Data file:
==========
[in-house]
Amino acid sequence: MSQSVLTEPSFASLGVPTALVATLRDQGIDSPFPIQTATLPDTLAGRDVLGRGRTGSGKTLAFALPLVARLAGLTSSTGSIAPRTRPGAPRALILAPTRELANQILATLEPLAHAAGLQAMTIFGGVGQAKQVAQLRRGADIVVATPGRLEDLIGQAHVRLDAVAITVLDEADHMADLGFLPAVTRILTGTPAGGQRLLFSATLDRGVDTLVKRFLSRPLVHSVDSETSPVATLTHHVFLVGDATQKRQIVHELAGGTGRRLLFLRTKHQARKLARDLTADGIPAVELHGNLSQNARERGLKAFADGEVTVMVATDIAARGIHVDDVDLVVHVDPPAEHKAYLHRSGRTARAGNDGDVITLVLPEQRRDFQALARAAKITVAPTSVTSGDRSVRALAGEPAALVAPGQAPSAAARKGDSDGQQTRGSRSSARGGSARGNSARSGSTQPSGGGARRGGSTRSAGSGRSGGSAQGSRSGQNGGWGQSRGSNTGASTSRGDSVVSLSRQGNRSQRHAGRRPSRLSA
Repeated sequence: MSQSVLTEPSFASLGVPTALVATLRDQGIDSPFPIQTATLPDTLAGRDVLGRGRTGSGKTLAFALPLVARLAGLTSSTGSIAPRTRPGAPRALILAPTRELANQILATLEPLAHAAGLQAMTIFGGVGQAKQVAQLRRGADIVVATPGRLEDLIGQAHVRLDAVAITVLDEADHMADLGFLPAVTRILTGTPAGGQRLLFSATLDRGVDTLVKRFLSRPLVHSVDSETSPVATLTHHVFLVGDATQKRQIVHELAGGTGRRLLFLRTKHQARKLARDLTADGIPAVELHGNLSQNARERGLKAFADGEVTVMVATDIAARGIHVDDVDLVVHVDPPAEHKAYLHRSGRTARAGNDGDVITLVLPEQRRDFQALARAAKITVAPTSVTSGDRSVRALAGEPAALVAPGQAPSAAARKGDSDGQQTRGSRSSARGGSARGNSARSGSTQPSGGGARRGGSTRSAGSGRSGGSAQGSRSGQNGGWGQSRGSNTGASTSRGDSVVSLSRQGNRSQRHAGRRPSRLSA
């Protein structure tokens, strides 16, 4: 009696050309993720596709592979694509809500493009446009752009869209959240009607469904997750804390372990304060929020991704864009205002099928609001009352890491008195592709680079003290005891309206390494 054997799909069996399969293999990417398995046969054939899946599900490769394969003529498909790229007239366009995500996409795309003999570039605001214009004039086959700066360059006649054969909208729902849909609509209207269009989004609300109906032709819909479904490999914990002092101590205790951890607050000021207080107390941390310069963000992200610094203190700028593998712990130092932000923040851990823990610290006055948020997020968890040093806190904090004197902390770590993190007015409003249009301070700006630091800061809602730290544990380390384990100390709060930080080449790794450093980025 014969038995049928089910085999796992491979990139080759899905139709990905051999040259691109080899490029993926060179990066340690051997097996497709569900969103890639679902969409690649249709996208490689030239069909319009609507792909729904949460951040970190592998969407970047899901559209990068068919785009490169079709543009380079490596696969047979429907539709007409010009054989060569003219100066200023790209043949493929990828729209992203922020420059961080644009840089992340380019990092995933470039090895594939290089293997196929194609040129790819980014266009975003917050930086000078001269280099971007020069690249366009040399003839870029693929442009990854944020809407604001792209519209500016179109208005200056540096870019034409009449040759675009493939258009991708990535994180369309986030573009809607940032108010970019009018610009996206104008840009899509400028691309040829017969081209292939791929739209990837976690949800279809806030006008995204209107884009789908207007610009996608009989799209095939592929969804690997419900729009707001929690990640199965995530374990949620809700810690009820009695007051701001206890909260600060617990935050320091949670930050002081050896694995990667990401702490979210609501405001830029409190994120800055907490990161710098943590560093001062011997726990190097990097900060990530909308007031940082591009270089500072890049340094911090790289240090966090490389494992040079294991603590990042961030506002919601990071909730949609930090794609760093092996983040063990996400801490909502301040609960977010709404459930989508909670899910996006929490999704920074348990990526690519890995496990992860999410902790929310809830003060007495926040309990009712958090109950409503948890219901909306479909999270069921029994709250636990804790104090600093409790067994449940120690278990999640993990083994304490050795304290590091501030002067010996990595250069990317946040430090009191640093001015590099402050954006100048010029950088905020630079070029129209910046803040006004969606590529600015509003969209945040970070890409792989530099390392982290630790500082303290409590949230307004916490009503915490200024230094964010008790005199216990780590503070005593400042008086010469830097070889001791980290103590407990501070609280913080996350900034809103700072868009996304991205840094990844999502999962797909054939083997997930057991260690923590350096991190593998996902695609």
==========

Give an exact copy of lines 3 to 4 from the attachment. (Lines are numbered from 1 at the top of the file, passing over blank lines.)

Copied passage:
Repeated sequence: MSQSVLTEPSFASLGVPTALVATLRDQGIDSPFPIQTATLPDTLAGRDVLGRGRTGSGKTLAFALPLVARLAGLTSSTGSIAPRTRPGAPRALILAPTRELANQILATLEPLAHAAGLQAMTIFGGVGQAKQVAQLRRGADIVVATPGRLEDLIGQAHVRLDAVAITVLDEADHMADLGFLPAVTRILTGTPAGGQRLLFSATLDRGVDTLVKRFLSRPLVHSVDSETSPVATLTHHVFLVGDATQKRQIVHELAGGTGRRLLFLRTKHQARKLARDLTADGIPAVELHGNLSQNARERGLKAFADGEVTVMVATDIAARGIHVDDVDLVVHVDPPAEHKAYLHRSGRTARAGNDGDVITLVLPEQRRDFQALARAAKITVAPTSVTSGDRSVRALAGEPAALVAPGQAPSAAARKGDSDGQQTRGSRSSARGGSARGNSARSGSTQPSGGGARRGGSTRSAGSGRSGGSAQGSRSGQNGGWGQSRGSNTGASTSRGDSVVSLSRQGNRSQRHAGRRPSRLSA
């Protein structure tokens, strides 16, 4: 009696050309993720596709592979694509809500493009446009752009869209959240009607469904997750804390372990304060929020991704864009205002099928609001009352890491008195592709680079003290005891309206390494 054997799909069996399969293999990417398995046969054939899946599900490769394969003529498909790229007239366009995500996409795309003999570039605001214009004039086959700066360059006649054969909208729902849909609509209207269009989004609300109906032709819909479904490999914990002092101590205790951890607050000021207080107390941390310069963000992200610094203190700028593998712990130092932000923040851990823990610290006055948020997020968890040093806190904090004197902390770590993190007015409003249009301070700006630091800061809602730290544990380390384990100390709060930080080449790794450093980025 014969038995049928089910085999796992491979990139080759899905139709990905051999040259691109080899490029993926060179990066340690051997097996497709569900969103890639679902969409690649249709996208490689030239069909319009609507792909729904949460951040970190592998969407970047899901559209990068068919785009490169079709543009380079490596696969047979429907539709007409010009054989060569003219100066200023790209043949493929990828729209992203922020420059961080644009840089992340380019990092995933470039090895594939290089293997196929194609040129790819980014266009975003917050930086000078001269280099971007020069690249366009040399003839870029693929442009990854944020809407604001792209519209500016179109208005200056540096870019034409009449040759675009493939258009991708990535994180369309986030573009809607940032108010970019009018610009996206104008840009899509400028691309040829017969081209292939791929739209990837976690949800279809806030006008995204209107884009789908207007610009996608009989799209095939592929969804690997419900729009707001929690990640199965995530374990949620809700810690009820009695007051701001206890909260600060617990935050320091949670930050002081050896694995990667990401702490979210609501405001830029409190994120800055907490990161710098943590560093001062011997726990190097990097900060990530909308007031940082591009270089500072890049340094911090790289240090966090490389494992040079294991603590990042961030506002919601990071909730949609930090794609760093092996983040063990996400801490909502301040609960977010709404459930989508909670899910996006929490999704920074348990990526690519890995496990992860999410902790929310809830003060007495926040309990009712958090109950409503948890219901909306479909999270069921029994709250636990804790104090600093409790067994449940120690278990999640993990083994304490050795304290590091501030002067010996990595250069990317946040430090009191640093001015590099402050954006100048010029950088905020630079070029129209910046803040006004969606590529600015509003969209945040970070890409792989530099390392982290630790500082303290409590949230307004916490009503915490200024230094964010008790005199216990780590503070005593400042008086010469830097070889001791980290103590407990501070609280913080996350900034809103700072868009996304991205840094990844999502999962797909054939083997997930057991260690923590350096991190593998996902695609």